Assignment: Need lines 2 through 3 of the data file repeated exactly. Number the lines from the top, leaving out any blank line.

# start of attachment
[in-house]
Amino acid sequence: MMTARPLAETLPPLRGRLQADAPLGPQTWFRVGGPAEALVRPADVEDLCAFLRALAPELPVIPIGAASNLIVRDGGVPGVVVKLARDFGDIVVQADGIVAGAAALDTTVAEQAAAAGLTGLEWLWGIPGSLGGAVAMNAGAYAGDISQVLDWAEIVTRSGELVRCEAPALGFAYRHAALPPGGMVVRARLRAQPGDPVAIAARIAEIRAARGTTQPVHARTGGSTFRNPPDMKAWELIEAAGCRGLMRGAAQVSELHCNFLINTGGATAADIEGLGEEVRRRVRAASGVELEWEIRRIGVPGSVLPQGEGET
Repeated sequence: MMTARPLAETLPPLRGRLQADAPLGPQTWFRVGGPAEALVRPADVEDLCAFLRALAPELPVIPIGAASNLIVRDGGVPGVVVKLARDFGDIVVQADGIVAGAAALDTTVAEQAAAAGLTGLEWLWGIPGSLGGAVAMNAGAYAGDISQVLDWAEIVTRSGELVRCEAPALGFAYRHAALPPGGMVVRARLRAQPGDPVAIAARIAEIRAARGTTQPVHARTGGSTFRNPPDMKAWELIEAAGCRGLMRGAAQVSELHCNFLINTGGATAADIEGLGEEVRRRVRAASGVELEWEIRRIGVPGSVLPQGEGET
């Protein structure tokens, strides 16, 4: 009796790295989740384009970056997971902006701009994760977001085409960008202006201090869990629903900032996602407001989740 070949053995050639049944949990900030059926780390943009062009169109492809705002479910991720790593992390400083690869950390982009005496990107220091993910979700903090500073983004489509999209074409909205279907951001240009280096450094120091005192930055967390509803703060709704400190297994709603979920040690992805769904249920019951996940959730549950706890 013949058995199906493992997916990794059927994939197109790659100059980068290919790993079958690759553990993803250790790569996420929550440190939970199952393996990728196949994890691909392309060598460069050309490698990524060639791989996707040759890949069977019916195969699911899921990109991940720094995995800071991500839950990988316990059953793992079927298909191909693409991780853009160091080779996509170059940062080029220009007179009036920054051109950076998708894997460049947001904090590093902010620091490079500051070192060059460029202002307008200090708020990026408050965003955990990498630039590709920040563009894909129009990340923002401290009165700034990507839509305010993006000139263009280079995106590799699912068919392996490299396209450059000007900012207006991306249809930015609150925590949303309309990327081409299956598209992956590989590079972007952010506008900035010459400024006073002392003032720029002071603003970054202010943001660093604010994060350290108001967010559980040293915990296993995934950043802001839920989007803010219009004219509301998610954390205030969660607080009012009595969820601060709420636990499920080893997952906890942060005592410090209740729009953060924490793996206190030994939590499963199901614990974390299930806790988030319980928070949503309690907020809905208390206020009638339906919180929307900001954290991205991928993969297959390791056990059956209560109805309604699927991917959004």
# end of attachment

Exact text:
Amino acid sequence: MMTARPLAETLPPLRGRLQADAPLGPQTWFRVGGPAEALVRPADVEDLCAFLRALAPELPVIPIGAASNLIVRDGGVPGVVVKLARDFGDIVVQADGIVAGAAALDTTVAEQAAAAGLTGLEWLWGIPGSLGGAVAMNAGAYAGDISQVLDWAEIVTRSGELVRCEAPALGFAYRHAALPPGGMVVRARLRAQPGDPVAIAARIAEIRAARGTTQPVHARTGGSTFRNPPDMKAWELIEAAGCRGLMRGAAQVSELHCNFLINTGGATAADIEGLGEEVRRRVRAASGVELEWEIRRIGVPGSVLPQGEGET
Repeated sequence: MMTARPLAETLPPLRGRLQADAPLGPQTWFRVGGPAEALVRPADVEDLCAFLRALAPELPVIPIGAASNLIVRDGGVPGVVVKLARDFGDIVVQADGIVAGAAALDTTVAEQAAAAGLTGLEWLWGIPGSLGGAVAMNAGAYAGDISQVLDWAEIVTRSGELVRCEAPALGFAYRHAALPPGGMVVRARLRAQPGDPVAIAARIAEIRAARGTTQPVHARTGGSTFRNPPDMKAWELIEAAGCRGLMRGAAQVSELHCNFLINTGGATAADIEGLGEEVRRRVRAASGVELEWEIRRIGVPGSVLPQGEGET